Should Marijuana Be Used in Addiction Treatment?
Author: Shernide Delva
A California rehab is under scrutiny after it was discovered that the rehab incorporates marijuana in their addiction treatment program. The different uses of medical marijuana continue to raise controversy, especially when it comes to addiction treatment.
Therefore, the question remains:
Does medical marijuana have a place in addiction treatment?
The mission of the California rehab states: to help addicts stop abusing substances that are most harmful to them. The rehab says marijuana is a tool to help clients along the withdrawal process, and if needed, aid in long-term recovery. While the treatment center boasts positive results, their stance on marijuana use is at odds with many in the treatment and recovery community.
But they are far from the first. Other treatment centers are considering a similar treatment philosophy. So, is it wrong to do so? Maia Szalavitz, a neuroscience journalist and the author of “Unbroken Brain: A Revolutionary New Way of Understanding Addiction,” agrees with the philosophy.
“This stuff that emphasizes this morality, we don’t have anything else like that in medicine,” said Szalavitz, a former heroin addict, and AA member. “And the 12-step thing talking about ‘defects of character,’ that’s not exactly helpful for someone who already has a lot of self-hatred.”
“This whole idea that total abstinence is the only route to recovery has been incredibly damaging to the addiction field,” she continues.
This idea of “non-abstinence” treatment relates to a program known as harm reduction which accepts that drug use is a part of life. Instead of trying to get people to stop doing drugs, harm reduction focuses on improving overall safety through reducing the negative consequences associated with using drug use.
An example of a harm reduction program is safe needle exchange programs. These programs focus on providing addicts with clean needles that overall, reduce the risk of infections like Hepatitis C. Another example would be methadone clinics or suboxone maintenance programs. While controversial, these programs help in reducing the number of overdose fatalities.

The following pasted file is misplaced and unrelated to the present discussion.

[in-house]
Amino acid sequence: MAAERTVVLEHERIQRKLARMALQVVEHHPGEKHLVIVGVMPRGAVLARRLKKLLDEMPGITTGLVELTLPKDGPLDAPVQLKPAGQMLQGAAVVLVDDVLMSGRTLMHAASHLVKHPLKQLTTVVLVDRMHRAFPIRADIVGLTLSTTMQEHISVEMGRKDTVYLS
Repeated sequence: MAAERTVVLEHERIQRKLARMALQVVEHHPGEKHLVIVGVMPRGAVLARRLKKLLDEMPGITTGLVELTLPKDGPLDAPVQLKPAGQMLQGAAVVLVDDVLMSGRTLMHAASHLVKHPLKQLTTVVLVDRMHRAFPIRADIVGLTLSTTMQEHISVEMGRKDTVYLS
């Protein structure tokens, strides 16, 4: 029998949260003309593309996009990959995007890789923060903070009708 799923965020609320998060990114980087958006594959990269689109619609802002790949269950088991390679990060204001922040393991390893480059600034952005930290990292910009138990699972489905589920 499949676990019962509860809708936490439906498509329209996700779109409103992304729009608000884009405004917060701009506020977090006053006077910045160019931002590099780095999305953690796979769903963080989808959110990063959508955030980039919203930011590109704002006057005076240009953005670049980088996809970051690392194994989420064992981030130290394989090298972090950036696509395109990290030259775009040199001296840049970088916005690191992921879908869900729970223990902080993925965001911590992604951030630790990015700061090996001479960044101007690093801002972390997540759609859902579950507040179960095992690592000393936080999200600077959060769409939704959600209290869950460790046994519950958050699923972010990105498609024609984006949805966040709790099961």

Does Marijuana Curb Addiction?
Despite treatment centers using marijuana in addiction treatment, there are not many studies that confirm its efficacy. Research exists that suggests cannabis may be a helpful tool for opioid addiction. Marijuana is used in some treatment facilities to aid with long-term pain relief and opioid withdrawals.
Still, a major report published in January by the National Academy of Sciences, Engineering, and Medicine said that “only one randomized trial assessing the role of cannabis in reducing the use of addictive substances” exists.
Furthermore, many of the studies suffered from at least one research error. Mostly, the sample size was too small to make a solid conclusion.
“I think ideally you’d study it before you just go and do it,” Szalavitz said. “I think it’s an intriguing idea that we need more research on.”
Many experts argue the use of cannabis to treat addiction is absurd.
“Marijuana has exactly no role in the treatment of any mental illness, especially substance-use disorders,” Thomas McLellan, who founded the Treatment Research Institute and served briefly as the deputy director of the Office of National Drug Control Policy in the Obama administration, told The Guardian.
Marijuana: A Gateway Drug?
Even if marijuana is not someone’s drug of choice, it is possible that cannabis use can trigger a relapse. Any mind-altering substance can lower a person’s ability to make rational decisions regarding their sobriety.
“People are more likely to seek their primary drug or alcohol when they are intoxicated or high,” says Anne Lewis, a clinical psychologist and licensed addictions counselor with Indiana University Health. “It lowers your inhibition, so you don’t care. We don’t make good decisions when we’re drunk or high.”
Therefore, even if a person does not have an issue with marijuana, it may increase the temptation to use. Marijuana could make it harder to stay on the recovery path.
Chemicals in the Brain?
To explain further, one must understand brain chemicals. Cannabinoid receptors closely tie into the brain’s dopamine systems. These chemicals play a role in reward—motivated behavior. Blocking those receptors can assist people trying to give up smoking, alcohol, cocaine or heroin. However, the use of marijuana can trigger those receptors increasing the risk of a relapse.
While there are always success stories from clients who have used marijuana maintenance plans successfully, for the most part, the risks are great.
What are your thoughts? What do you think about treatment centers incorporating marijuana in the treatment process? Addiction is an epidemic of great proportions. The first step is seeking treatment. If you or someone you love is struggling with substance abuse or addiction, please call toll-free.